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I love MailChimps pricing model because it's freemium based on usage, and it grows with your business. IIRC they label tiers to match up with a companies level/status, "growing business plan". Business don't mind paying more as their business grows, because they're growing with MailChimp. Smart.
Are you thinking dollars, and wondering how to create a landing page with high conversions in minutes? Here is a brief list of 7 things your landing page absolutely needs to have a high conversion rate, from growth hackers in the field. https://softwaredevelopersindia.com/blog/7-growth-hacking-requirements-your-landing-page-needs-for-high-conversions/
There is no fixed straitjacketed formula for form fields on landing pages. It depends a great deal on the product/service in question, potential investment involved (monetary, time, effort etc.), and value delivery in question. For instance, optimizing for B2B gated asset downloads vis a vis actually encouraging potential demo sign ups would require a slightly different approach to creating form fields on the respective landing pages, consequently affecting conversion rates.
While I'd agree with @justinadelson that $100k is on the high end of the salary range - It's not ridiculous.
Here's three potential six figure content marketing gigs that open for competition:
And there's plenty more just like that...
Here's the reality:
Finding a content marketer that is worth the six figure salary isn't going to be an easy task. The best marketers are either already fully employed at a company doing exciting, interesting & challenging work or they're starting/running their own business.
One of the benefits of having someone in-house is what @martijnsch said: An internal resource will REALLY understand your business. Agencies can REALLY get to know your business but it's not going to happen overnight and you have no control over their internal situation. If the person at an agency who is leading the project with you decides to leave the company; you could be in a tricky situation (if the agency doesn't have a documented process around knowledge transfer and processes). That said, agencies do offer the benefit/opportunity of having more skills in-house than a sole individual. A good content marketing agency can offer you services in landing page development, SEO, case studies, paid media, social media and much more. A sole individual may only be good at one or two of these things BUT if you're hiring a high paying marketer - I'd hop they're more T-Shape than anything and can help you execute across the board.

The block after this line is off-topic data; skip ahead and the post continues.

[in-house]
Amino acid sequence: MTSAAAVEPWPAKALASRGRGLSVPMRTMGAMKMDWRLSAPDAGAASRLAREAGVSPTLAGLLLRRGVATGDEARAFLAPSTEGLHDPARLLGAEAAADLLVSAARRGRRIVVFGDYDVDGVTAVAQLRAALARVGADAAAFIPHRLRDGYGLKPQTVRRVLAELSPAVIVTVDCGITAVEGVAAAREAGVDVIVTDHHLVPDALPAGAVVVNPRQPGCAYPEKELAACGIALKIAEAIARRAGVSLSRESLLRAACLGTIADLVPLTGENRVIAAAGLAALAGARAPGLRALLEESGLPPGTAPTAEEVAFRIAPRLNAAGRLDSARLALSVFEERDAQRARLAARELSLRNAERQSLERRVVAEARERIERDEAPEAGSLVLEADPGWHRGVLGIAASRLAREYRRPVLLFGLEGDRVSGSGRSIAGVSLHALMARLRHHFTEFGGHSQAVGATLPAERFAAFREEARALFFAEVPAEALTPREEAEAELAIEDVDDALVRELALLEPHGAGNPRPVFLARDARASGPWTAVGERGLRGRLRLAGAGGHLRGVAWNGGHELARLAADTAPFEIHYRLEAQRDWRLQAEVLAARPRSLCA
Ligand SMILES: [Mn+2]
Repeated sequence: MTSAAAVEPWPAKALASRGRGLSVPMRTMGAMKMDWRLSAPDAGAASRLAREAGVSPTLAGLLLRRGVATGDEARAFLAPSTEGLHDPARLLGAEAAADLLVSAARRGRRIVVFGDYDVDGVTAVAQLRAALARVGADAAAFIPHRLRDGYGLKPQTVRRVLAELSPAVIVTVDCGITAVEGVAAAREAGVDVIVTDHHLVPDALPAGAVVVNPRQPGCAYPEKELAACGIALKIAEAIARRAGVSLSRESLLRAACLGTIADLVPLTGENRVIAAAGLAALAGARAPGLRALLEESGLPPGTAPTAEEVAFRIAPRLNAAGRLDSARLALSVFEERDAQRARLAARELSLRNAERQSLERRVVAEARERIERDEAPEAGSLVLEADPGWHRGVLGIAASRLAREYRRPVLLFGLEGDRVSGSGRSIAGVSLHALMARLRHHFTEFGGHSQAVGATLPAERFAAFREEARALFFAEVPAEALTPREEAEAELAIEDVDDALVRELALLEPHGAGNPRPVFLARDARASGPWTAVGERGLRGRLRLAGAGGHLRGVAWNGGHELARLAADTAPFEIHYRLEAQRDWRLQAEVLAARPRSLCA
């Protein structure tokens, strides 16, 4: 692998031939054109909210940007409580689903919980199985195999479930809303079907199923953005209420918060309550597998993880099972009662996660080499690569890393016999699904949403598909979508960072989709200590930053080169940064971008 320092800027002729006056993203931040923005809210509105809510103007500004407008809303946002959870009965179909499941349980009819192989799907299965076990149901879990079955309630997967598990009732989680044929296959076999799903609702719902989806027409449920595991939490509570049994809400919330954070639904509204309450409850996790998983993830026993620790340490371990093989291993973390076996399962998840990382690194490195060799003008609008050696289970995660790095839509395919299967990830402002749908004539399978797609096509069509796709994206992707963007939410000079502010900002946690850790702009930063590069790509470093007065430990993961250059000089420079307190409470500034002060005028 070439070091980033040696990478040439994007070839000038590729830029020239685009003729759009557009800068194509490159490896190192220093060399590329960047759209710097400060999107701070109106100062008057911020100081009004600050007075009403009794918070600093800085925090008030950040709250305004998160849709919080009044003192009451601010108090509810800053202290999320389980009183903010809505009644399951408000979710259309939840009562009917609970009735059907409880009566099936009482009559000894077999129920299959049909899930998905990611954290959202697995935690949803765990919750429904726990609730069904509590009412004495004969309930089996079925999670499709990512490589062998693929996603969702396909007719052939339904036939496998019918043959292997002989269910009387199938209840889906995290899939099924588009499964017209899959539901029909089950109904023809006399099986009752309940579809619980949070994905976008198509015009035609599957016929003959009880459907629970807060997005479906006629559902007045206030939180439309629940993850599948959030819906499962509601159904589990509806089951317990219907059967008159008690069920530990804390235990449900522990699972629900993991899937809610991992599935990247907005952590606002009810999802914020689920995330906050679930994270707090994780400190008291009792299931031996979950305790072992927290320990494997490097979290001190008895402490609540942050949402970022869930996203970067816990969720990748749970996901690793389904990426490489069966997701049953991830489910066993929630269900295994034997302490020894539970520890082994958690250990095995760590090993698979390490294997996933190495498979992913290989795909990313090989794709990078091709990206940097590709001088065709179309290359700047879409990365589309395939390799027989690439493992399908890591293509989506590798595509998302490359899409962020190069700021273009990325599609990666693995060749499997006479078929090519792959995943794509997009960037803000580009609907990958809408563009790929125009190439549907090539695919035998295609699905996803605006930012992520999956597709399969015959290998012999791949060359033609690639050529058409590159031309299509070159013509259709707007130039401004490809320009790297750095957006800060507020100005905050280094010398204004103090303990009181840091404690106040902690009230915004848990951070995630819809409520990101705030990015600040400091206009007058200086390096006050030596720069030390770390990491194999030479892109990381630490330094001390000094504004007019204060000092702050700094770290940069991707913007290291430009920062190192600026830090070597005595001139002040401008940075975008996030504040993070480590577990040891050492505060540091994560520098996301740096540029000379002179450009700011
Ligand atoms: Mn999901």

The last thing I'd say when it comes to hiring an individual vs. hiring an agency is the implications of a six figure gig. A lot of marketers think once they get senior, they no longer have to get their hands dirty and still create content. At that salary range, I feel like a lot of people applying might come in with the hope of building a content team within the organization under them rather than creating all the blog posts, landing pages, case studies, emails and social content on their own... The good marketers will.. But some will feel like they're above the execution.
Great points, Kelvin. Need to establish the groundwork to properly guide an agency.